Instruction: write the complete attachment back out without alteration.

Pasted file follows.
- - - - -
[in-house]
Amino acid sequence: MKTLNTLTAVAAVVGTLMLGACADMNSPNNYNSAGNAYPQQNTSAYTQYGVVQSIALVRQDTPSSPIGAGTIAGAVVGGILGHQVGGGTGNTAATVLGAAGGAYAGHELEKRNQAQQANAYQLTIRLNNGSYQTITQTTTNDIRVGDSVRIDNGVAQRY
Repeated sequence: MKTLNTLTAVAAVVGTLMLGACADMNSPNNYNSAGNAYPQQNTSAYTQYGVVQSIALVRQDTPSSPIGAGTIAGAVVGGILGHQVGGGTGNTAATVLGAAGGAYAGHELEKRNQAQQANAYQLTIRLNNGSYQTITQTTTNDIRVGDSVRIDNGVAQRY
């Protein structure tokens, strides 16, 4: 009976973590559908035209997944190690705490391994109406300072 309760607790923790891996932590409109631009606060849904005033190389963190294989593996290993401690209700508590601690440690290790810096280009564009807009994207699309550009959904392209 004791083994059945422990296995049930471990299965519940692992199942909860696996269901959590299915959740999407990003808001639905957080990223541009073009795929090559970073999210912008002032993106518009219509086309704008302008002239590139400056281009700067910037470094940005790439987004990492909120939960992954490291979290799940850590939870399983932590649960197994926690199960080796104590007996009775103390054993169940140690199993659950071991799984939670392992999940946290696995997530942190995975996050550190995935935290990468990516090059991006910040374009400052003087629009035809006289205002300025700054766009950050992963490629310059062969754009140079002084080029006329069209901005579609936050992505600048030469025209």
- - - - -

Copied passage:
[in-house]
Amino acid sequence: MKTLNTLTAVAAVVGTLMLGACADMNSPNNYNSAGNAYPQQNTSAYTQYGVVQSIALVRQDTPSSPIGAGTIAGAVVGGILGHQVGGGTGNTAATVLGAAGGAYAGHELEKRNQAQQANAYQLTIRLNNGSYQTITQTTTNDIRVGDSVRIDNGVAQRY
Repeated sequence: MKTLNTLTAVAAVVGTLMLGACADMNSPNNYNSAGNAYPQQNTSAYTQYGVVQSIALVRQDTPSSPIGAGTIAGAVVGGILGHQVGGGTGNTAATVLGAAGGAYAGHELEKRNQAQQANAYQLTIRLNNGSYQTITQTTTNDIRVGDSVRIDNGVAQRY
């Protein structure tokens, strides 16, 4: 009976973590559908035209997944190690705490391994109406300072 309760607790923790891996932590409109631009606060849904005033190389963190294989593996290993401690209700508590601690440690290790810096280009564009807009994207699309550009959904392209 004791083994059945422990296995049930471990299965519940692992199942909860696996269901959590299915959740999407990003808001639905957080990223541009073009795929090559970073999210912008002032993106518009219509086309704008302008002239590139400056281009700067910037470094940005790439987004990492909120939960992954490291979290799940850590939870399983932590649960197994926690199960080796104590007996009775103390054993169940140690199993659950071991799984939670392992999940946290696995997530942190995975996050550190995935935290990468990516090059991006910040374009400052003087629009035809006289205002300025700054766009950050992963490629310059062969754009140079002084080029006329069209901005579609936050992505600048030469025209």